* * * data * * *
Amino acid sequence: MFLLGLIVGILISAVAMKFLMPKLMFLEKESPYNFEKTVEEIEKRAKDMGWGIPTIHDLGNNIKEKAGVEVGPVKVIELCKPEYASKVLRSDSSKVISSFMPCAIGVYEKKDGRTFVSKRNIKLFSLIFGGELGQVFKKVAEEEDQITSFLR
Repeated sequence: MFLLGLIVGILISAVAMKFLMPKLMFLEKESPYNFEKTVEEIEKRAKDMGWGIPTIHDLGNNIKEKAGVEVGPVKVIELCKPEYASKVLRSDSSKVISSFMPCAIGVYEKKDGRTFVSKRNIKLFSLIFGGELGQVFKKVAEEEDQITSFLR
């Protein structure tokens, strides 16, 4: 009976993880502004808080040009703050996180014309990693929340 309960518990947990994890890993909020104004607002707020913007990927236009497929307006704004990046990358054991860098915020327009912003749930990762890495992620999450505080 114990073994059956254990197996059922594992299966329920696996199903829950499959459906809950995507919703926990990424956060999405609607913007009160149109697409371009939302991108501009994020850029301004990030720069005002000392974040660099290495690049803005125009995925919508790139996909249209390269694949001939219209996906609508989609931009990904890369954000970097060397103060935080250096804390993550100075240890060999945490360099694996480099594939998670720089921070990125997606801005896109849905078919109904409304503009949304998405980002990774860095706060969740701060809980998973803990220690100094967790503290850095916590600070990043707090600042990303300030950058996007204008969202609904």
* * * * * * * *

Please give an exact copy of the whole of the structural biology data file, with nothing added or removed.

Amino acid sequence: MFLLGLIVGILISAVAMKFLMPKLMFLEKESPYNFEKTVEEIEKRAKDMGWGIPTIHDLGNNIKEKAGVEVGPVKVIELCKPEYASKVLRSDSSKVISSFMPCAIGVYEKKDGRTFVSKRNIKLFSLIFGGELGQVFKKVAEEEDQITSFLR
Repeated sequence: MFLLGLIVGILISAVAMKFLMPKLMFLEKESPYNFEKTVEEIEKRAKDMGWGIPTIHDLGNNIKEKAGVEVGPVKVIELCKPEYASKVLRSDSSKVISSFMPCAIGVYEKKDGRTFVSKRNIKLFSLIFGGELGQVFKKVAEEEDQITSFLR
């Protein structure tokens, strides 16, 4: 009976993880502004808080040009703050996180014309990693929340 309960518990947990994890890993909020104004607002707020913007990927236009497929307006704004990046990358054991860098915020327009912003749930990762890495992620999450505080 114990073994059956254990197996059922594992299966329920696996199903829950499959459906809950995507919703926990990424956060999405609607913007009160149109697409371009939302991108501009994020850029301004990030720069005002000392974040660099290495690049803005125009995925919508790139996909249209390269694949001939219209996906609508989609931009990904890369954000970097060397103060935080250096804390993550100075240890060999945490360099694996480099594939998670720089921070990125997606801005896109849905078919109904409304503009949304998405980002990774860095706060969740701060809980998973803990220690100094967790503290850095916590600070990043707090600042990303300030950058996007204008969202609904």